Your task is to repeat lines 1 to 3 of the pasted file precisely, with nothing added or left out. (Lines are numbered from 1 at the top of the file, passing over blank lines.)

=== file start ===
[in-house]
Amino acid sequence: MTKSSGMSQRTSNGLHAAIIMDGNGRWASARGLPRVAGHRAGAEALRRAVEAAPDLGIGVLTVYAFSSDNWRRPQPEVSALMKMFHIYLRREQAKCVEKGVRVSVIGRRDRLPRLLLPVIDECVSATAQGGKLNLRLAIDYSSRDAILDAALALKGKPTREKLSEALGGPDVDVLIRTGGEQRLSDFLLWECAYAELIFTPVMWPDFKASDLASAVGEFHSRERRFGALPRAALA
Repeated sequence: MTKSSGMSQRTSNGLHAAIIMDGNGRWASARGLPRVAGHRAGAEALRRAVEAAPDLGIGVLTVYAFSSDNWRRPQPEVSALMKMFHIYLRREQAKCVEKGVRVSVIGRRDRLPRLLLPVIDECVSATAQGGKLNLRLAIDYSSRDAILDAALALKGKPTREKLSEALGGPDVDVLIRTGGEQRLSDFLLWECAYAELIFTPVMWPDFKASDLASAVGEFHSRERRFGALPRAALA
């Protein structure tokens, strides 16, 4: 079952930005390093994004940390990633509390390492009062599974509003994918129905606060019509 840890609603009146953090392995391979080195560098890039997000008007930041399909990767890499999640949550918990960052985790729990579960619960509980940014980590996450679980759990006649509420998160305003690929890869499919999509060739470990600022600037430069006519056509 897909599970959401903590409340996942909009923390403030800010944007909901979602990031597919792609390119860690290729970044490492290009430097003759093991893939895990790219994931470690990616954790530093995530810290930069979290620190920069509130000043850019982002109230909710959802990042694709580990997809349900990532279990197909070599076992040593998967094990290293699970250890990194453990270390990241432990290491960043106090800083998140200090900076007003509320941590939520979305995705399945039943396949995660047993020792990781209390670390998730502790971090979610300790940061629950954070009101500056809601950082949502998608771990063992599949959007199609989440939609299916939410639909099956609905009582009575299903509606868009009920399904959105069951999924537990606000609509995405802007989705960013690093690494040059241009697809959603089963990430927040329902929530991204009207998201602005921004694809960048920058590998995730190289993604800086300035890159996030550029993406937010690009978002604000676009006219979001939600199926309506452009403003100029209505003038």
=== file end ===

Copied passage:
[in-house]
Amino acid sequence: MTKSSGMSQRTSNGLHAAIIMDGNGRWASARGLPRVAGHRAGAEALRRAVEAAPDLGIGVLTVYAFSSDNWRRPQPEVSALMKMFHIYLRREQAKCVEKGVRVSVIGRRDRLPRLLLPVIDECVSATAQGGKLNLRLAIDYSSRDAILDAALALKGKPTREKLSEALGGPDVDVLIRTGGEQRLSDFLLWECAYAELIFTPVMWPDFKASDLASAVGEFHSRERRFGALPRAALA
Repeated sequence: MTKSSGMSQRTSNGLHAAIIMDGNGRWASARGLPRVAGHRAGAEALRRAVEAAPDLGIGVLTVYAFSSDNWRRPQPEVSALMKMFHIYLRREQAKCVEKGVRVSVIGRRDRLPRLLLPVIDECVSATAQGGKLNLRLAIDYSSRDAILDAALALKGKPTREKLSEALGGPDVDVLIRTGGEQRLSDFLLWECAYAELIFTPVMWPDFKASDLASAVGEFHSRERRFGALPRAALA